One of the most common questions about CMMC is “how much is this going to cost me?” And since cost is directly related to scope, no one will really know until the Department of Defense begins releasing RFIs and RFPs that include CMMC. DoD has assumed for the phased rollout of CMMC that roughly 30% of DIB contractors will require CMMC Level 3, which is the equivalent of NIST SP 800-171, plus an additional 20 practices (controls) with about 74% of those DoD contractors considered small business.
Practically speaking, the scope of CMMC will focus on where data is stored, processed and transmitted, employees (and contractors) coming into contact with CUI, and systems (such as email and accounting) with access to CUI. Smaller companies may find it easier to just consider everyone and everything in their organization in scope, but larger organizations will face more complexity during their scoping process. Starting at level 1, which includes 17 security controls that are widely considered industry best practices—you most likely have many of them already implemented – will lay the groundwork for your effort and give you a place to start. That way an organization can start with the basics and work up from there.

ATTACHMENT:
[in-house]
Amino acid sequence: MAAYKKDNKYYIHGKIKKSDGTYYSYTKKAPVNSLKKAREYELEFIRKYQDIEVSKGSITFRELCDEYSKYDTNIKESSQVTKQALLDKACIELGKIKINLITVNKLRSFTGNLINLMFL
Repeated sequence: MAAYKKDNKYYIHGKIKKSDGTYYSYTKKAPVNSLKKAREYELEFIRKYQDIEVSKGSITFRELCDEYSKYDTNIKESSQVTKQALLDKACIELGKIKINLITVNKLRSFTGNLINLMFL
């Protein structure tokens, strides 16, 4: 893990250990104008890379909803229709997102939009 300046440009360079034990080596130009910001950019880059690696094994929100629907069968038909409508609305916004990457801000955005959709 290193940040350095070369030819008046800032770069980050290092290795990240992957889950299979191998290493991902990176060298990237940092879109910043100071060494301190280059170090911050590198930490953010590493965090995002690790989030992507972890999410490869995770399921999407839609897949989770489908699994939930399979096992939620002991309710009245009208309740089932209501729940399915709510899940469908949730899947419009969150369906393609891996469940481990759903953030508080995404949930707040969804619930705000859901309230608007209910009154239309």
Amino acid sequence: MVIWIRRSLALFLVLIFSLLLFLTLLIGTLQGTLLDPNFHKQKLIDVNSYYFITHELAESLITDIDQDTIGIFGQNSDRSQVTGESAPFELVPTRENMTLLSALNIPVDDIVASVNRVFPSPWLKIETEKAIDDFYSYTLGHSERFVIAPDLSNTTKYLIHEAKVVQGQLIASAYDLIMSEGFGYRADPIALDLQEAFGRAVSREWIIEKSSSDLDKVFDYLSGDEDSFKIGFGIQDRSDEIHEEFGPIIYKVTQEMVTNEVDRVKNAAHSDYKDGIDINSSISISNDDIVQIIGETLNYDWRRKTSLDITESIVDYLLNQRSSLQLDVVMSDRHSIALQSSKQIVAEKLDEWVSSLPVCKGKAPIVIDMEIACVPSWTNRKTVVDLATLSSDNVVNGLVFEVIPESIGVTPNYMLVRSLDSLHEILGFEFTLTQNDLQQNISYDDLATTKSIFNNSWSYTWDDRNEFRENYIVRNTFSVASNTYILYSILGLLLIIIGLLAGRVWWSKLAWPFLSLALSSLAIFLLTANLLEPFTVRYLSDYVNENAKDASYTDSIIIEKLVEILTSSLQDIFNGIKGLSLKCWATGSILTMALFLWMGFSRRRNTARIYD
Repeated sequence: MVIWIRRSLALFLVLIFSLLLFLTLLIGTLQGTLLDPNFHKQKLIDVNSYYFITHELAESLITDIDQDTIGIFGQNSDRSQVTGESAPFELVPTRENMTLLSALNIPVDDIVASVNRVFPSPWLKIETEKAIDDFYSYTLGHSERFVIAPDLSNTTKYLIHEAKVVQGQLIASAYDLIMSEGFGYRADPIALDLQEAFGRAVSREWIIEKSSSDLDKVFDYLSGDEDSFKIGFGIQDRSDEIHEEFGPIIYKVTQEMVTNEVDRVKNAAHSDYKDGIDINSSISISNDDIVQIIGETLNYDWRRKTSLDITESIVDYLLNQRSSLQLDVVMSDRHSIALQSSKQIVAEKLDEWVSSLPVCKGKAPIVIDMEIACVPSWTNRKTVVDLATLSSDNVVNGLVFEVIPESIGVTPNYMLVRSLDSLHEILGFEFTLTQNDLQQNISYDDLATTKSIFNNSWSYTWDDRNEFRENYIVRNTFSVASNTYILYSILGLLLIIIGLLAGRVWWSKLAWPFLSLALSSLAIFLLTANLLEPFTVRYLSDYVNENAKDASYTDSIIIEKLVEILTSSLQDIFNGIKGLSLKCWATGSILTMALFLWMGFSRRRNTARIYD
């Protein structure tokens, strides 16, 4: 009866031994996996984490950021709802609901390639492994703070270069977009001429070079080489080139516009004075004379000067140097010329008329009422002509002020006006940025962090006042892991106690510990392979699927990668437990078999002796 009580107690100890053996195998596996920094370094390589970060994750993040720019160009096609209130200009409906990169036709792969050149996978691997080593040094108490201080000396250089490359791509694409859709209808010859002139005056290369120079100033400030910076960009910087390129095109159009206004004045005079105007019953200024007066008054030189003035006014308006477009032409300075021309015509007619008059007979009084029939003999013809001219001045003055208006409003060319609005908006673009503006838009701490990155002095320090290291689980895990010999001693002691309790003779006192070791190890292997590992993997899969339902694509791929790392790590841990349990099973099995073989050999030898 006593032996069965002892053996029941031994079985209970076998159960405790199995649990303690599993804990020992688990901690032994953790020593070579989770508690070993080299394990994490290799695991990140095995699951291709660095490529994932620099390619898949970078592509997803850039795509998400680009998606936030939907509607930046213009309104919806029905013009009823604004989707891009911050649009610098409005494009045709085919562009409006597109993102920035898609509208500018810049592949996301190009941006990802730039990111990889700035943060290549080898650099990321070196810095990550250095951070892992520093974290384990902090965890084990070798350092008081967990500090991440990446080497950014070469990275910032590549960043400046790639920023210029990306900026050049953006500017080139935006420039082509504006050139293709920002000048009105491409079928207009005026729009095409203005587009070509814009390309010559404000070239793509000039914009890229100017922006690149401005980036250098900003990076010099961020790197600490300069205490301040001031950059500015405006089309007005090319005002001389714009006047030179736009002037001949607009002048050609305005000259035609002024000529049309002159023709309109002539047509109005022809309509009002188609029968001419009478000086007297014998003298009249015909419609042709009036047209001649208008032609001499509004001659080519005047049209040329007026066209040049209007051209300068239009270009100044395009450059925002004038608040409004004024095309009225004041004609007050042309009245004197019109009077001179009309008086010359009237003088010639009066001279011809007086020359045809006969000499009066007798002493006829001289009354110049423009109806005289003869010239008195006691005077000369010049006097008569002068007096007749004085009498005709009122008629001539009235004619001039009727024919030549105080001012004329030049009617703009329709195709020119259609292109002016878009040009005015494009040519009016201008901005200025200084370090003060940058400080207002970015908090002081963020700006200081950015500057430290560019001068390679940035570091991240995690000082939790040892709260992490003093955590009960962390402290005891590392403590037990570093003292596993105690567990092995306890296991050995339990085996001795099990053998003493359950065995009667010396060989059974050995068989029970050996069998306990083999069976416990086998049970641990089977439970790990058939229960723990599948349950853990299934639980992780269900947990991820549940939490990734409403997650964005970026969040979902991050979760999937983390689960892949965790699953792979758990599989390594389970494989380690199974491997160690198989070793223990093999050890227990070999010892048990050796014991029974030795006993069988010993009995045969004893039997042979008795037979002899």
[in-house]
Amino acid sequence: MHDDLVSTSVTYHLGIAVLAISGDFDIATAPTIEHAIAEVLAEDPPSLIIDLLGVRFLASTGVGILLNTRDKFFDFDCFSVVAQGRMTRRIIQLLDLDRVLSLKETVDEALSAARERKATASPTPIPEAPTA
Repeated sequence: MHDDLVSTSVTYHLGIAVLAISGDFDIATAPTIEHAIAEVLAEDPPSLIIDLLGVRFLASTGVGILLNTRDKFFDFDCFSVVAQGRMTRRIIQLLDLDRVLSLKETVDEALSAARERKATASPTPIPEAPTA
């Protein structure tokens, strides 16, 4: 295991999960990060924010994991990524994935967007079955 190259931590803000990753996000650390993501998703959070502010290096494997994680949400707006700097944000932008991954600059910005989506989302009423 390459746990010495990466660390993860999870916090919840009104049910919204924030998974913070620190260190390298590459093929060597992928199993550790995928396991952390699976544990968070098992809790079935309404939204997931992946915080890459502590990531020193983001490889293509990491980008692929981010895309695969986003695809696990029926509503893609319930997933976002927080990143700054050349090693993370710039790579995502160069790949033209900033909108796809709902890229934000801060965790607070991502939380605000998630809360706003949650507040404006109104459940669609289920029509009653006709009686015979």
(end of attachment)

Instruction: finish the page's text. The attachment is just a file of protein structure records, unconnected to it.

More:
CMMC certification levels and technical considerations
CMMC specifies five certification levels, which reflect the maturity level and reliability of a company’s cybersecurity infrastructure, as well as how much DoD information they have access to or store. The levels are tiered and each build upon the previous level’s technical requirements. Higher levels require a contractor to comply with the requirements of lower levels fully and institutionalize the processes needed for specific cybersecurity practices.